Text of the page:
Fantasy & Reality: Ramirez, Tomas, Judge & More

Jose Ramirez: 2017 Projection

Jose Ramirez was an afterthought for most people coming into the 2016 season. He had struggled early in 2015 (.176/.243/.235 in the first half) and was demoted and Francisco Lindor got called up. He came back in the season’s 2nd half and has been a different hitter ever since. His second half improvement went unnoticed because of the bad first half stats bringing down his value.

I read back through news reports to see if he was dealing with an injury or a change in approach while in the minors and could not find anything. Instead, I will throw out a bunch of stats showing the change without knowing the reason. First, here is his 2015 average exit velocity from baseballsavant.com.

Before getting demoted, his average batted velocity was below league average (84.8 mph) and after coming back it hovered around league average (87.9 mph). Besides hitting the ball harder, he went to a more line drive approach with his swing.

Change in Jose Ramirez’s Batted Ball Profile
Time Frame GB/FB Hard% Bunt% ISO
2014 1.67 23% 12.5% 0.084
2105 (1H) 1.50 21% 11.0% 0.059
2015 (2H) 1.17 27% 0.0% 0.179
2015 1.13 27% 0.0% 0.150

Instead of trying to get on base with legs via groundballs and bunts, he has moved to a line drive approach which can help to explain the changes in his output. I don’t see 2016 as a fluke and expect more of the same going forward.

The one stat, I don’t have a good feeling on is his AVG. Last year he had a nice .333 B ABIP which Steamer expects to regress to .303. With Ramirez’s new approach and natural speed, he is likely to support a higher BABIP. The rest of the Steamer projections look reasonable with an increase in power and less stolen bases as a possibility. For next season I will go with a projection of:

600 PA, 12 HR, 72 Runs, 67 RBI, .300 AVG, .355 OBP, 20 SB

 

Yasmany Tomas: 2017 Projection

I was completely off the Tomas bandwagon before the 2016 season. I wasn’t even at the fair where the bandwagon was going around. What I missed out on was a decent offensive season where he came in as the 27th overall rated outfielder. Let me start with his offense and then get to the intangibles.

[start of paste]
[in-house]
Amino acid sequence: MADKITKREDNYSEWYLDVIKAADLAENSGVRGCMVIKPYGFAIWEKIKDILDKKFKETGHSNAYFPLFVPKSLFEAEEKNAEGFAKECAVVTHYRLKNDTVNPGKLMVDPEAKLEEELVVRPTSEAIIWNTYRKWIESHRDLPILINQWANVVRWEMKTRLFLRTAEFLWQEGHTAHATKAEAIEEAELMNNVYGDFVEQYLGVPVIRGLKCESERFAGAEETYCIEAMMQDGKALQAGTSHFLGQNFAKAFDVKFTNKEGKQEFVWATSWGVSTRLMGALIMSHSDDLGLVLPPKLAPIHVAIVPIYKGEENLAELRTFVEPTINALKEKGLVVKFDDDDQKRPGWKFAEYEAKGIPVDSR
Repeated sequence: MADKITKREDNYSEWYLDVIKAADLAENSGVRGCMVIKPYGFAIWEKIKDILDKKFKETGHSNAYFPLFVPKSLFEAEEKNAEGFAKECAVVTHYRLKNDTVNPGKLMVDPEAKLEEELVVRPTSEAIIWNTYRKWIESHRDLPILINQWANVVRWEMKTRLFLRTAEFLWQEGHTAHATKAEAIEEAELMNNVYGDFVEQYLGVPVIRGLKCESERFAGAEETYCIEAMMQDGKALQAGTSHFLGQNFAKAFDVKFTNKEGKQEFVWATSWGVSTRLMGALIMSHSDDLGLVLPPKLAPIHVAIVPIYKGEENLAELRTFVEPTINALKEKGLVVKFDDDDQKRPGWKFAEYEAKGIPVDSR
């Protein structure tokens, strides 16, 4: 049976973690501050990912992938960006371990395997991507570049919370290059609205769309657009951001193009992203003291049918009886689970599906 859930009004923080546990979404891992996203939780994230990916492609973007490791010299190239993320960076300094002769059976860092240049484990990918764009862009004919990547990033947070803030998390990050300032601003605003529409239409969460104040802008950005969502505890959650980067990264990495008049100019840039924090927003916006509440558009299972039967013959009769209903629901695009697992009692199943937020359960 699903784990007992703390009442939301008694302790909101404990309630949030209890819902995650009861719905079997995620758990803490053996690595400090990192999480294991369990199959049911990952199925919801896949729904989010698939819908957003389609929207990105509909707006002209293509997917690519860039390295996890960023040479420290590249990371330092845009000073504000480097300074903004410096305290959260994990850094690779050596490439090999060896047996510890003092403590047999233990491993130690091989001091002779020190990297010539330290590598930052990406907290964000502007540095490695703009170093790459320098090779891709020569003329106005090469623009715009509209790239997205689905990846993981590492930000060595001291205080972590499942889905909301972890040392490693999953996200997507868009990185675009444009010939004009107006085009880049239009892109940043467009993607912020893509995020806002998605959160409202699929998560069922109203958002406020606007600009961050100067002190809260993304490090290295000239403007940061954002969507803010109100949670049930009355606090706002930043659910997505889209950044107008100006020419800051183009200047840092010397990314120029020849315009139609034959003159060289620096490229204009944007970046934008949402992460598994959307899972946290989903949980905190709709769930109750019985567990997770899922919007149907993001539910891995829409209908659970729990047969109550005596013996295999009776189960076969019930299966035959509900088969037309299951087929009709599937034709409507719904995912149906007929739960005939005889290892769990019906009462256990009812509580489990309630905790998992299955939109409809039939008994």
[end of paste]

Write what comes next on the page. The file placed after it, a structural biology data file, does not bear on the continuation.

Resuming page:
The 26-year-old pulled off the power trifecta by increasing his FB% (23% to 31%), his Pull% (32% to 41%) and Hard% (31% to 41%). These factors (and an extra 100+ PA) help to explain the jump in home runs from nine to 31 with the rest of his stats staying relatively constant.

Looking forward, I am not sure he will be able to keep up the home run spike (25% HR/FB) because of the +40% Hard hit rate. Earlier this week, I showed that players with a > 40% Hard% see a 6% point drop the next season. I think he is more in line with 25 home runs instead of the 30 range if given a full season of plate appearances. The full season of plate appearances may not be in his future.

With a new front office and coaching staff in Arizona, Tomas may see limited playing time because of his horrendous defense and base running. His defense was so bad it erased all of his offensive performance putting him right at a replacement level player (-0.1 WAR). The team may start to limit the amount of time he is in the field by “resting” him more or subbing him out. I think 400 PA is a reasonable expectation from him with the chance the number drops even lower. Once players start reporting, try to find any hints on his role in Arizona.

The ideal situation would be a trade to an AL team where he can DH every day, but Arizona will likely need to eat much of the ~$45M left on his contract. With an AL team, I could see him get over 600 PA. Right now I am going to go with the following projection knowing I may need to adjust the plate appearances later.

400 PA, .270 AVG, .310 OBP, 18 HR, 2 SB, 44 Runs, 55 RBI

 

Notes

Hal Steinbrenner has been bragging up Aaron Judge.

“My expectations are [Judge is] going to be my starting right fielder this year. That’s a big deal and a big opportunity. I know he’s going to make the most of it.”

I am not sure how much time he will get to play if doesn’t get his strikeouts under control. Last season his strikeout rate was an insane 44% in 95 plate appearances. Steamer projects him at a 28.5% K%. I feel teams are more accepting of a high strikeout rate if the player displays some power. Judge is projected to post a .198 ISO next season, but is this ISO value high enough to offset his high strikeout rate?